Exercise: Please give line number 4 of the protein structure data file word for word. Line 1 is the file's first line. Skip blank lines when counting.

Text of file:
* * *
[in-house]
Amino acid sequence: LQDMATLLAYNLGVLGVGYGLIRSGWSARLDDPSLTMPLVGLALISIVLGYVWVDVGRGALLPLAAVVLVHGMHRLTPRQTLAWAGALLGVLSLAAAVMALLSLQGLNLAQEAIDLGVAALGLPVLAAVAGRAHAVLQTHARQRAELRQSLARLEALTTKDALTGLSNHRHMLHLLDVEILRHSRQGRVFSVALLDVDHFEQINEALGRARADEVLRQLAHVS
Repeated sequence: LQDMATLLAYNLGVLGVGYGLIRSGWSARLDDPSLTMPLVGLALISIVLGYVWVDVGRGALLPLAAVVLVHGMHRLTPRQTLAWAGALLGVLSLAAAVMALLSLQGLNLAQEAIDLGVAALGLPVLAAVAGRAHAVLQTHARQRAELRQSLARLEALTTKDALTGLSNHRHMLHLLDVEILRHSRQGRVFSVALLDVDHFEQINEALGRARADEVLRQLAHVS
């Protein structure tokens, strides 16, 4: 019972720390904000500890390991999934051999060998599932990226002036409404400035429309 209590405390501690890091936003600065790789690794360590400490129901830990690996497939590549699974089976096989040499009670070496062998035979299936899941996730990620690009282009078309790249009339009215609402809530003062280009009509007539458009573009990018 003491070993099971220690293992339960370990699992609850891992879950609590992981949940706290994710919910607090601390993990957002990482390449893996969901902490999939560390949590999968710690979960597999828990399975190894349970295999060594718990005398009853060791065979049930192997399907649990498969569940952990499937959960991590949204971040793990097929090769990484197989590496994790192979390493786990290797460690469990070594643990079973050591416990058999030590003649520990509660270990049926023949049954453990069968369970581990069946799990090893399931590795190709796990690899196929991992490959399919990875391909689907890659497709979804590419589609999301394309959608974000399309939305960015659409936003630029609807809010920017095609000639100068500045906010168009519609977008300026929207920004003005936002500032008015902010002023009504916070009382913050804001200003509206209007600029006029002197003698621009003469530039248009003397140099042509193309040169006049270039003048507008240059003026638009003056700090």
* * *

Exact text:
């Protein structure tokens, strides 16, 4: 019972720390904000500890390991999934051999060998599932990226002036409404400035429309 209590405390501690890091936003600065790789690794360590400490129901830990690996497939590549699974089976096989040499009670070496062998035979299936899941996730990620690009282009078309790249009339009215609402809530003062280009009509007539458009573009990018 003491070993099971220690293992339960370990699992609850891992879950609590992981949940706290994710919910607090601390993990957002990482390449893996969901902490999939560390949590999968710690979960597999828990399975190894349970295999060594718990005398009853060791065979049930192997399907649990498969569940952990499937959960991590949204971040793990097929090769990484197989590496994790192979390493786990290797460690469990070594643990079973050591416990058999030590003649520990509660270990049926023949049954453990069968369970581990069946799990090893399931590795190709796990690899196929991992490959399919990875391909689907890659497709979804590419589609999301394309959608974000399309939305960015659409936003630029609807809010920017095609000639100068500045906010168009519609977008300026929207920004003005936002500032008015902010002023009504916070009382913050804001200003509206209007600029006029002197003698621009003469530039248009003397140099042509193309040169006049270039003048507008240059003026638009003056700090």